Michel Temer, the coup-President has demonstrated that he will certainly not disappoint his right wing supporters. His cabinet is made up entirely by white men. Temer also appointed a right wing anti-abortion activist to be “Secretary of Women’s Issues”. This new secretary even opposes abortion in cases of rape and incest (which are the only cases in which a woman can get a legal abortion in Brazil), and says that she will not go against any “biblical values”.
Michel Temer has his own gender issues; the Brazilian magazine Veja published an article about his wife, Marcela Temer, who is 43 years his junior. The title read “Beautiful, modest and a housewife,” extolling the virtues of this “traditional woman”. This brought on a huge response from women on the internet- posting pictures that mocking the title and others that changed the words to “Beautiful, combative and from where ever I want!” Many of these women have now taken to the streets against rape culture.
Beautiful, combative and from where ever I want.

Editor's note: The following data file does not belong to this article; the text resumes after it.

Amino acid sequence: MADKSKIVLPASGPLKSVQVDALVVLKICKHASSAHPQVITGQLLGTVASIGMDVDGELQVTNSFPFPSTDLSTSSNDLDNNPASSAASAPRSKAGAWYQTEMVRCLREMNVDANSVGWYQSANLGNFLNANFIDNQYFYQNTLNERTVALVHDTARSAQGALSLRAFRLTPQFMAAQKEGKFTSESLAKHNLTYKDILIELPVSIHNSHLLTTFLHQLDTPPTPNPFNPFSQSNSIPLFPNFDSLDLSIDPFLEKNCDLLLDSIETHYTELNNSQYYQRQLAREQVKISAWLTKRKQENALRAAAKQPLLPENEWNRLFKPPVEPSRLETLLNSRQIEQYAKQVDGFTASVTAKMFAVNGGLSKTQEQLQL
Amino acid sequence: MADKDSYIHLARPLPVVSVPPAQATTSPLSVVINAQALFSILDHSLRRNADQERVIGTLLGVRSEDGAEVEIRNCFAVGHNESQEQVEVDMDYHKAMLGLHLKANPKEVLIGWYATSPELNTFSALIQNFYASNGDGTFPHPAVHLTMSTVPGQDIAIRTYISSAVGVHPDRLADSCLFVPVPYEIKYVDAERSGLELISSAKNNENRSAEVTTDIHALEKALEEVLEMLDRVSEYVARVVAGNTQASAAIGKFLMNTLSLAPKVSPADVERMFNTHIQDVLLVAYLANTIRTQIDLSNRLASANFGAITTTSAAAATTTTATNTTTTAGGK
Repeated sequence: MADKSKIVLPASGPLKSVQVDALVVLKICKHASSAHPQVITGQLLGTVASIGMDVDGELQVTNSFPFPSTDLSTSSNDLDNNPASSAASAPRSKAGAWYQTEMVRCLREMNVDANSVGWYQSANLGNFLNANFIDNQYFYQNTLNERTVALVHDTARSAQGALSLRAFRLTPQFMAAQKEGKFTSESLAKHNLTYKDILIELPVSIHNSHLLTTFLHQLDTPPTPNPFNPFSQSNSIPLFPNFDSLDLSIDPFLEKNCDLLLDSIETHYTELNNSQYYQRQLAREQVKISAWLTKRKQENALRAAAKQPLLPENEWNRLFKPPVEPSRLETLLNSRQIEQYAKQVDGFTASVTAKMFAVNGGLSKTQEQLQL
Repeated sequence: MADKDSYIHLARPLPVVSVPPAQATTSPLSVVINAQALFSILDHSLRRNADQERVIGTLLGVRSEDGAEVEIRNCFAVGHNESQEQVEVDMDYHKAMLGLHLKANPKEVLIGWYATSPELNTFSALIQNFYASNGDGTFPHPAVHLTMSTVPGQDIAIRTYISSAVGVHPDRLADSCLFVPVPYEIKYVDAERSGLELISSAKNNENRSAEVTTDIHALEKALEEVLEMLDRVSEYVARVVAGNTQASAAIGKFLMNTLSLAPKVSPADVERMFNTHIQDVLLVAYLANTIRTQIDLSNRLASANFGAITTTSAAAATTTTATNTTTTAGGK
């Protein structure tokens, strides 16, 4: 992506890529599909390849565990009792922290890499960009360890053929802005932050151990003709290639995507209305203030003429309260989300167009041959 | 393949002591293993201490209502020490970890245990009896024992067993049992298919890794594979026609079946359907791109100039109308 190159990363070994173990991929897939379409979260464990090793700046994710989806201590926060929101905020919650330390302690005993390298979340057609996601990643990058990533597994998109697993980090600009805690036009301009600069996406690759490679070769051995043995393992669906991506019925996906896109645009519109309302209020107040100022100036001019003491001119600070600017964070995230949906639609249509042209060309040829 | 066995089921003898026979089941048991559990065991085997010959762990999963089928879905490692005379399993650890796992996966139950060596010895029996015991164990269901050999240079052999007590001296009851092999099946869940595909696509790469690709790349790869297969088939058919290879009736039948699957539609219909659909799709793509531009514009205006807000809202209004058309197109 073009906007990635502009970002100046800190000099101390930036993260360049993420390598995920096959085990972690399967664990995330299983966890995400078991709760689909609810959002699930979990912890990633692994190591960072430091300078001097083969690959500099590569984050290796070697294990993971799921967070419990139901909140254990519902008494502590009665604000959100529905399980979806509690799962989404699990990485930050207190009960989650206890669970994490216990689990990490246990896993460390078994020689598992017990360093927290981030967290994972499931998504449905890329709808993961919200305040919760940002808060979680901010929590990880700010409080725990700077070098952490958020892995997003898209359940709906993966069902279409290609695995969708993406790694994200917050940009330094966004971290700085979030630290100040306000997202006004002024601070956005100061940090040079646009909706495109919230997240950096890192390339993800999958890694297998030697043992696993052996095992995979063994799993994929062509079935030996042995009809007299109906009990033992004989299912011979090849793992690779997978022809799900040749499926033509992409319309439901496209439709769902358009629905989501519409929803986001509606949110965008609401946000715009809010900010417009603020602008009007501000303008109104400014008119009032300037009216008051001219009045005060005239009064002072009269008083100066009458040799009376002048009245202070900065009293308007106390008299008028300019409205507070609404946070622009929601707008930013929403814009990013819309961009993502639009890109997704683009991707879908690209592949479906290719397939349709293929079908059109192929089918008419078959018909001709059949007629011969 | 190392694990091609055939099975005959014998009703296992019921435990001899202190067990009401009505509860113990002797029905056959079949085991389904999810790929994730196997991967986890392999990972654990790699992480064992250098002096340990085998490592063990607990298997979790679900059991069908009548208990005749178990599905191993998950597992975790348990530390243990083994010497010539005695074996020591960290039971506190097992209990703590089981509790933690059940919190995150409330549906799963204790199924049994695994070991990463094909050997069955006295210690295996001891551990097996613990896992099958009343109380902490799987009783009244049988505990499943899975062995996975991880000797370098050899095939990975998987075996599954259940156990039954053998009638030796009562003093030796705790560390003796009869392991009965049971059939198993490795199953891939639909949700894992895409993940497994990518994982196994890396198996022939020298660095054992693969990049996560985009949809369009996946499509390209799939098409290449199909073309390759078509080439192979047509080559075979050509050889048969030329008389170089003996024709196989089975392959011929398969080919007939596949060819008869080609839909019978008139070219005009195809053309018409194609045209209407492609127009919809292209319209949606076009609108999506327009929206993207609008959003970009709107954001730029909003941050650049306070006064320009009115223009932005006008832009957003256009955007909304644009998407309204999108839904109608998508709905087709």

Thousands of photos like this one were posted online in the wake of the sexist article in Veja magazine.
Since day one of taking power, Michel Temer’s government has openly supported misogyny. This is even clearer based on the actions of the minister of education who held a meeting to discuss education policy with a celebrity, Alexandre Frota, who joked about committing rape on TV. The meeting was held to receive “suggestions” about Brazilian political education in schools.
Although the right-wing coup makes obvious attacks on women’s rights, women were certainly not well protected before. The Worker’s Party (PT) government paid lip service to women’s rights but did not take any steps to legalize abortion during the 13 years of executive power, leaving women to die from illegal abortions. Furthermore, the PT has a long record of making alliances with the right wing, including naming the right wing coup-mongering Temer as Dilma’s Vice President. This right wing has always been blatantly misogynistic—their current attitudes are nothing new.